Anger has been growing over France’s defence of the cartoons depicting Prophet Muhammad, objections over which centre on the intent to ridicule Islam at large in a country where overtly practicing can come hand-in-hand with discrimination.
Thousands of Muslims, from Pakistan to Lebanon to the Palestinian territories, have poured out of Friday prayer services to join anti-France protests, as the French president’s vow to protect the right to caricature the Prophet Muhammad continues to roil the Muslim world.
An estimated 2,000 worshippers celebrating the birthday of Prophet Muhammad took to the streets in the eastern Pakistani city of Lahore.
Crowds led by religious parties chanted anti-France slogans, raised banners and clogged major roads en route to a Sufi shrine.
Dozens of people furiously stomped on French flags and cried for the boycott of French products.
Depicting prophets is strictly avoided in Islam.
Muslims object to the cartoons published by a French satirical magazine on the basis that they were meant to provoke and insult the community at large. The publication of such caricatures is seen in the larger context of the French state's anti-Islam policies, which have discriminated against people for eating halal food and women wearing the hijab.
In Multan, a city in Pakistan's eastern Punjab province, thousands burned an effigy of French President Emmanuel Macron and demanded that Pakistan sever ties with France.
More gatherings were planned for later Friday in Pakistan, including the capital Islamabad, where police were out in force to prevent possible demonstrations outside the French Embassy. The atmosphere was tense as police positioned shipping containers to block the roads.
In Afghanistan, members of the Hezb-i-Islami group set the French flag ablaze. Its leader, Gulbuddin Hekmatyar, warned Macron that if he doesn't “control the situation, we are going to a third world war and Europe will be responsible.”
'Soldiers' in Dhaka
Muslim worshippers came out of Friday prayers in mosques across the Bangladeshi capital and chanted: "We are all soldiers of Prophet Muhammed."
They also called for a boycott of French goods and for Macron to be punished, with some burning an effigy of the leader.
Police said 12,000 people took part in the Dhaka rally, but independent observers and organisers said there were many more.
A poster of Macron was set alight in the port city of Chittagong, where authorities said another 4,000 people took part in protests.
Smaller rallies were held in other towns across the Muslim-majority nation of more than 160 million people.
Souls and blood
In Jerusalem, hundreds of Palestinians protested against Macron outside the Al Aqsa Mosque, the third holiest site in Islam, chanting, “With our souls and with our blood we sacrifice for our Prophet Muhammad.” Some youths scuffled with Israeli police as they exited the holy site into the Old City.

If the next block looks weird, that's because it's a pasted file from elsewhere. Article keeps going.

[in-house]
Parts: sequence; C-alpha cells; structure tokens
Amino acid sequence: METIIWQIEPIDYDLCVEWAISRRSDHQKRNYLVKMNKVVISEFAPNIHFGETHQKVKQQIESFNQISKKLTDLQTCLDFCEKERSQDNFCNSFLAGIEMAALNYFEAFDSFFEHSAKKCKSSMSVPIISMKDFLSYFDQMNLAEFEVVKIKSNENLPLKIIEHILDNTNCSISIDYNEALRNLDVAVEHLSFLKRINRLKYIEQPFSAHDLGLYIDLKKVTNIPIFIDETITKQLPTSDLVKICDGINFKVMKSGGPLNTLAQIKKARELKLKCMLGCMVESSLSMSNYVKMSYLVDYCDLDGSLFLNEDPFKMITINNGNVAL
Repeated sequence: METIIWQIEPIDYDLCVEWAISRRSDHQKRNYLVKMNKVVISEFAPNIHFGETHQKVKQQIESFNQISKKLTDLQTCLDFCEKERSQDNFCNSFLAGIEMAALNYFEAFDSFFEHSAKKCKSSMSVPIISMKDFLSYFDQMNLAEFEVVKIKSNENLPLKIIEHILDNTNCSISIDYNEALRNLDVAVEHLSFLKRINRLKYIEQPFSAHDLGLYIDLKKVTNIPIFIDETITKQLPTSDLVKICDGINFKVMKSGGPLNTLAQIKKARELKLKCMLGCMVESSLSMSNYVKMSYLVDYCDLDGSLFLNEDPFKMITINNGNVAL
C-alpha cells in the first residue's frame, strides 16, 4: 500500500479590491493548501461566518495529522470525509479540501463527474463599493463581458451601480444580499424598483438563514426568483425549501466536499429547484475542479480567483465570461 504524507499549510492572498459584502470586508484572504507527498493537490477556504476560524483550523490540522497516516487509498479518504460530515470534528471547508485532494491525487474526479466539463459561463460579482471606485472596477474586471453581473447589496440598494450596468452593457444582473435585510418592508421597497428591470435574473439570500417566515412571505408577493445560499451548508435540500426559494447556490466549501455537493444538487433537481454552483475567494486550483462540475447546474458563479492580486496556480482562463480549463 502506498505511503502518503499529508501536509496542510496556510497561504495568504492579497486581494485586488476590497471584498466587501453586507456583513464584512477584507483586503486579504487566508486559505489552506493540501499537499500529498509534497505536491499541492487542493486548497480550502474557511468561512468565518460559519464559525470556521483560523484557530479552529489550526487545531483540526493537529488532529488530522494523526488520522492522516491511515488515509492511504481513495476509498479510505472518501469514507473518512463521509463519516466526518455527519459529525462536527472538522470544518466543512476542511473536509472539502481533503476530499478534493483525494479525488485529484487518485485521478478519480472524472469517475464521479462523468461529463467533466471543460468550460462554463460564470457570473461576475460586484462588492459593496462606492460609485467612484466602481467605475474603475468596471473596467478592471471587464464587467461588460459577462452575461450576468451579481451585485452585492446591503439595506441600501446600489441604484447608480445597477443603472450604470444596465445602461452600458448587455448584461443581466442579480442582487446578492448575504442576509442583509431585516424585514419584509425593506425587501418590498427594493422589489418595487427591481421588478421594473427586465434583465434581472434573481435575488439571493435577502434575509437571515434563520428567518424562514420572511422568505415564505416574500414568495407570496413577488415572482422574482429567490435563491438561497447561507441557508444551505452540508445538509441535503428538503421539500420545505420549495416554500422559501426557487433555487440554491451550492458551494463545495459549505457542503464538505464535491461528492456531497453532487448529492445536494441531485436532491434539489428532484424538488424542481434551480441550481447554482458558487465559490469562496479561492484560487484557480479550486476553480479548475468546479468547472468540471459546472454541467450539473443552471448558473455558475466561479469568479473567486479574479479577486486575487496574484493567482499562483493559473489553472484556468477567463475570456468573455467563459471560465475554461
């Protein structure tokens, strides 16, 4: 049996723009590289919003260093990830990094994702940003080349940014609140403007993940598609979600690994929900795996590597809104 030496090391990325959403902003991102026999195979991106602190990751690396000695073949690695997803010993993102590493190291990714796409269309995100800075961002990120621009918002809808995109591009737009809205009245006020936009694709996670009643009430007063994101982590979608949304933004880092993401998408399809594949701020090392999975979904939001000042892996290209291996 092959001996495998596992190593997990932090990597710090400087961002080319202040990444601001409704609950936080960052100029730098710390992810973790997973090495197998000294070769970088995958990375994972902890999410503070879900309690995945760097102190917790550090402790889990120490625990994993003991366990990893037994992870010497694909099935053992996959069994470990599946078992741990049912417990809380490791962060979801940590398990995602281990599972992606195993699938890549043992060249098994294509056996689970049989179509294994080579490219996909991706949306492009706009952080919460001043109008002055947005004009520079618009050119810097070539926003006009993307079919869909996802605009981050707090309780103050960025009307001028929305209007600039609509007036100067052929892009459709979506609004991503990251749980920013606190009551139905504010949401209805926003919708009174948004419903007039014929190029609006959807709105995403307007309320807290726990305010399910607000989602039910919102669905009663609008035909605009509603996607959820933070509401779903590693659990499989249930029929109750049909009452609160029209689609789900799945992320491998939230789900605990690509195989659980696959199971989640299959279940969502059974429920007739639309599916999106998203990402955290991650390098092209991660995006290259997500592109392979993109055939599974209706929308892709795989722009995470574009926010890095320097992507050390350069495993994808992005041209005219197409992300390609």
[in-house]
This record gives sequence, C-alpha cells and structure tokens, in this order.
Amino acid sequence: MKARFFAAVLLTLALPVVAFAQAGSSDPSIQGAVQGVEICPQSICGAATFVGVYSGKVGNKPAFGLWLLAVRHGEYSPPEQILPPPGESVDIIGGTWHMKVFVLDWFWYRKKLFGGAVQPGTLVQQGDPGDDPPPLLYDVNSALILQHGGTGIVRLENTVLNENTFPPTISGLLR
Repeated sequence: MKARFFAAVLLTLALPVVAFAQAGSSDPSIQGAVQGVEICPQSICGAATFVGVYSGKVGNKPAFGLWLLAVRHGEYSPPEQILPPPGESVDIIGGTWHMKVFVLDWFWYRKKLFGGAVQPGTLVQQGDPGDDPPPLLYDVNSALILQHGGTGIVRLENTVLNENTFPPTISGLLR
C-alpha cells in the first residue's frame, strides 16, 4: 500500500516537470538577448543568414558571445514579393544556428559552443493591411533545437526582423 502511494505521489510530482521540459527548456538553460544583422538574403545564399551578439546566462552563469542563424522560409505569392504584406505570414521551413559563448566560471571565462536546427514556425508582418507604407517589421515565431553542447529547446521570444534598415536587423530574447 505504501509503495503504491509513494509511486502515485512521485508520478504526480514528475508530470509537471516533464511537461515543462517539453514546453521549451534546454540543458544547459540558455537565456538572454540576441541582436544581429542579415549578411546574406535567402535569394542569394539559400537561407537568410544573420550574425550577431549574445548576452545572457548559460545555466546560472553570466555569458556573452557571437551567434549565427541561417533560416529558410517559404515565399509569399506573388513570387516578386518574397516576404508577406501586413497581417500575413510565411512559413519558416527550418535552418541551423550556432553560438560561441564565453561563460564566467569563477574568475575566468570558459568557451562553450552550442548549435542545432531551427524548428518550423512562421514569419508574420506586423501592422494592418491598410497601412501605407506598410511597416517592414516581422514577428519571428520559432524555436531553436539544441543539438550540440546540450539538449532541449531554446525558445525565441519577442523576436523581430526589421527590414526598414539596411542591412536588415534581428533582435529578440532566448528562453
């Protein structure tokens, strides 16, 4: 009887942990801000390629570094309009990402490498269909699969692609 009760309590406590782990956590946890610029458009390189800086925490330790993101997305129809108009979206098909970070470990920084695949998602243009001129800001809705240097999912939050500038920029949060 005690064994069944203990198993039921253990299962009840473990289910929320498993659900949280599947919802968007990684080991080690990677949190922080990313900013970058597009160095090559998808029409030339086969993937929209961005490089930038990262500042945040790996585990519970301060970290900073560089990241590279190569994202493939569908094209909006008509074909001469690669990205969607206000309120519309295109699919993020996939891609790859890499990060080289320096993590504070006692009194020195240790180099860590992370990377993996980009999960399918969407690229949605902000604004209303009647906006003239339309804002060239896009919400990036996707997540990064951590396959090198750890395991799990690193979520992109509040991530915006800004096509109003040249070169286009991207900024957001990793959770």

Other protests are expected across the region, including in Lebanon and Gaza.
Lone wolf attacks?
The protests come amid rising tensions between France and Muslim-majority nations, which flared up earlier this month when a young Chechen man beheaded French schoolteacher Samuel Paty who had shown caricatures of Prophet Muhammad in class.
Those images, republished by the satirical magazine Charlie Hebdo to mark the opening of the trial for the deadly 2015 attack against the publication, have stirred the ire of Muslims. Depicting prophets is strictly avoided in Islam.
On Thursday, a knife-wielding Tunisian man killed three people at a church in the Mediterranean city of Nice. The same day, another man with a knife was apprehended in Lyon.
That same day, a Saudi man stabbed and lightly wounded a security guard at the French consulate in Jeddah, Saudi Arabia, prompting France to urge its citizens there to be on “high alert.”
Over the past week, protests and calls to boycott French products have spread rapidly from Bangladesh to Pakistan to Kuwait. Social media has been pulsing with anti-France hashtags. Muslim leaders, Turkish President Recep Tayyip Erdogan in particular, have loudly criticised France for what they see as the government’s provocative and anti-Muslim stance. Some countries have pulled French products from their shelves.
Thursday's attack in Nice also drew condemnations from leaders of countries that had voiced outrage over the caricatures, such as Saudi Arabia, Pakistan and Egypt.
In a Friday sermon aired live on Egyptian state TV, the country's minister of religious endowments appeared to denounce any violent retaliation for the cartoons.
“Love of the prophet cannot be expressed by killing, sabotaging or responding to evil with evil,” said Mohamed Mokhtar Gomaa, addressing dozens of worshippers at a mosque in Egypt's Delta province of Daqahleya.